Monthly Archives: November 2009

Want to change the world? Be an organizer or support organizers.

By John Hamerlinck

A few years ago Aaron Schutz, who teaches community organizing at the University of Wisconsin-Milwaukee, wrote an interesting blog post on “cutting an issue.”  Schutz wrote, “The world is full of what organizers call “problems,” aspects of the world we don’t like—e.g., world hunger, or educational achievement. Problems, however, are too big and vague to grapple with in any coherent manner. In fact, just thinking about them can be disempowering.”organize

Academics love the 20,000 foot view of the problem. It compliments an “expert” model of community engagement as opposed to the crucial, but messier work of organizing. The trouble is that both knowledge and organizing are necessary to create change in communities.

Expertise-driven “programs” too often focus on addressing temporary solutions to issues one person at a time. Community organizing seeks to engage large numbers of people to find collective solutions. It changes the balance of power by creating previously undiscovered power bases.

Partnerships between institutions (like a college and a social service agency) can only produce goods or services. That is what institutions do. Institutions are not so good at mobilizing people who are passionate about an issue to come to a consensus to actively change something. Individuals associated with institutions might be part of organizing efforts. More often than not, however, they are participating on their own time.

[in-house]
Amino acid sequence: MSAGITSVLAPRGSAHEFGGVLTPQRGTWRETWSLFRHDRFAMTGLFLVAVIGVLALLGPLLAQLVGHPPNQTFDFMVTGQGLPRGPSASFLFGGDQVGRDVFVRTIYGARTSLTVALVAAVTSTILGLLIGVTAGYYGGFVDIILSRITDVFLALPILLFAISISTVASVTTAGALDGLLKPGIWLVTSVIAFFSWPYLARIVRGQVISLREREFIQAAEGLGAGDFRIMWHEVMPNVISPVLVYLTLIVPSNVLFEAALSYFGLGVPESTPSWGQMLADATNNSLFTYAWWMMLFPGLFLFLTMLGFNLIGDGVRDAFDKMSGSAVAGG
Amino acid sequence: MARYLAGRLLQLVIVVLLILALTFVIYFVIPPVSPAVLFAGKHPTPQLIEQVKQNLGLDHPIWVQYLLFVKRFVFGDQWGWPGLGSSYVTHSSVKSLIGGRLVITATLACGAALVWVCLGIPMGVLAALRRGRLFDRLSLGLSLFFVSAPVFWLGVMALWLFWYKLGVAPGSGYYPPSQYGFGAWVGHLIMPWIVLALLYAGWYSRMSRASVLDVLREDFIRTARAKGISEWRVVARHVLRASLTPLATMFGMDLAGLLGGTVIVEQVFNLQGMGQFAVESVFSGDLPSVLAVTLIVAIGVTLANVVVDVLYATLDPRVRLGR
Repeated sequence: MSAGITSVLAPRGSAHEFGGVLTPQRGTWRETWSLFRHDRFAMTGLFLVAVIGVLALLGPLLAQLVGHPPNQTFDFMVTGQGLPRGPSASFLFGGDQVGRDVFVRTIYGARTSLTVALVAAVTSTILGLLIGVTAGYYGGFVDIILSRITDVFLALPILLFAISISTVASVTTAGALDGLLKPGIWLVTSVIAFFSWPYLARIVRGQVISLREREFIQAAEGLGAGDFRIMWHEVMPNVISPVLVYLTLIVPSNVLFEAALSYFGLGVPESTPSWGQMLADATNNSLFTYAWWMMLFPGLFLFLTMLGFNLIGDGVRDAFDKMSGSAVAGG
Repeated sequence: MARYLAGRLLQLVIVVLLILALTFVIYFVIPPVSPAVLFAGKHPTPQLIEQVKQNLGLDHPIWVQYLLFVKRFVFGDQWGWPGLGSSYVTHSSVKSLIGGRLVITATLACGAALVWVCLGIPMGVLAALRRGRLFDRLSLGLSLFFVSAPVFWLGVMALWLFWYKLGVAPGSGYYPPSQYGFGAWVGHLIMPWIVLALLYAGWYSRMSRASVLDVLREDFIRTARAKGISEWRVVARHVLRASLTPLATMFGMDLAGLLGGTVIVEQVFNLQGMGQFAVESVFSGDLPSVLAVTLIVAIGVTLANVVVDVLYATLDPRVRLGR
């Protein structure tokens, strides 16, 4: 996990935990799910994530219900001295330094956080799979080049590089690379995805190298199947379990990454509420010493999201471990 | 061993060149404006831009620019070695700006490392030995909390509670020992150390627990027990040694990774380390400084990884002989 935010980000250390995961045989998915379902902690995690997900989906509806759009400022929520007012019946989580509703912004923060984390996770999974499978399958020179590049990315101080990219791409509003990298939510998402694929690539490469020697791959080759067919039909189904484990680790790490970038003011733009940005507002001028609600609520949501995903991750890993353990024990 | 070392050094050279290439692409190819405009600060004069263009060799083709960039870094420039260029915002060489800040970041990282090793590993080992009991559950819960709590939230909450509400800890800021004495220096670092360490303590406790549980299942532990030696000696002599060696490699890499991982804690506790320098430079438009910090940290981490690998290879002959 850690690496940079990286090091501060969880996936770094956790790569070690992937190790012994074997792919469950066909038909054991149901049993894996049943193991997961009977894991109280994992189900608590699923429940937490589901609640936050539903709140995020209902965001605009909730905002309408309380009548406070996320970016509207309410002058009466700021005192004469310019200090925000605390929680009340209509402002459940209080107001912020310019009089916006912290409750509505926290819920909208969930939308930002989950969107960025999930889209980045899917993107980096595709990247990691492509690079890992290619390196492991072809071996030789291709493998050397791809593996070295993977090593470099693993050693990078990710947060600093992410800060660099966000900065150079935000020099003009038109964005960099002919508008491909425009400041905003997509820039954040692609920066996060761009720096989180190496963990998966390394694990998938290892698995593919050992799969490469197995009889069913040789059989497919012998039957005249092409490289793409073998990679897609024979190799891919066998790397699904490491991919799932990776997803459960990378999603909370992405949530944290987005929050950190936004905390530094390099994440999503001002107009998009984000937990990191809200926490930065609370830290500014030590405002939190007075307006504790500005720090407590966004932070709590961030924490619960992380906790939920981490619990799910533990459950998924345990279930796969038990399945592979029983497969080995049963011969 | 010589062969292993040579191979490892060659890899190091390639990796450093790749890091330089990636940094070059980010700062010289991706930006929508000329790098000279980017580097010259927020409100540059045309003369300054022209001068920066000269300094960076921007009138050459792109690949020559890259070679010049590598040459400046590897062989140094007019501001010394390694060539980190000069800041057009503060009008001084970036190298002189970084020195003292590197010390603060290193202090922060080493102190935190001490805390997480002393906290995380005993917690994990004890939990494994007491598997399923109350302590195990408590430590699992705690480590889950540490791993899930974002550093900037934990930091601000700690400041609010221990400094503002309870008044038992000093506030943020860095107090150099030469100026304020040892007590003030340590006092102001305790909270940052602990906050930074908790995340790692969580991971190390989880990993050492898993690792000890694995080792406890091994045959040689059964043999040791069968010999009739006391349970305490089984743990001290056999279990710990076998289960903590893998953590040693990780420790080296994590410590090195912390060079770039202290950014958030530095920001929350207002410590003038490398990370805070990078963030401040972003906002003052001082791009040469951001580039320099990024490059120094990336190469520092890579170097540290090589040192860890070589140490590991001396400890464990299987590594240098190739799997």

If higher education institutions cannot commit to organizing for community change, perhaps we might figure out ways that campuses could support community organizers with the same gusto that they add capacity to other types of traditional client-serving, program-driven nonprofit organizations. This might mean embracing radical notions like a campus-community partnership where the community partner is not a nonprofit organization, but rather, an informal group of passionate and motivated citizens.

If your campus has any effective partnerships with informal associations please share them. If you have ideas on how colleges and universities can support community organizing in general please share those as well.

How Generation Y Uses Facebook

By Julia Quanrud

“People only use Facebook for stalking people they’re attracted to,” says C., somewhat jokingly.  According to C., a recent Minnesotan college grad, he only uses Facebook “to get in touch with people for whom I don’t have other contact mechanisms and for things that aren’t urgent.”

For M., another recent grad from Minnesota, Facebook is a means for “staying in contact with my family outside the Twin Cities.”  M. also uses Facebook to connect with old friends, and used it occasionally during the 2008 political campaigns to connect with organized political activities around the RNC.

Both C. and M. feel that Facebook has little to no value for them in terms of civic engagement.  Neither connects with nonprofits on Facebook, despite the fact that both are involved in their community and volunteer regularly.  The nonprofit for which C. volunteers on the weekends recently set up a Facebook group, but C. doesn’t participate, because it seemed “redundant”.  Rather, C. prefers direct email from the nonprofit’s volunteer coordinator.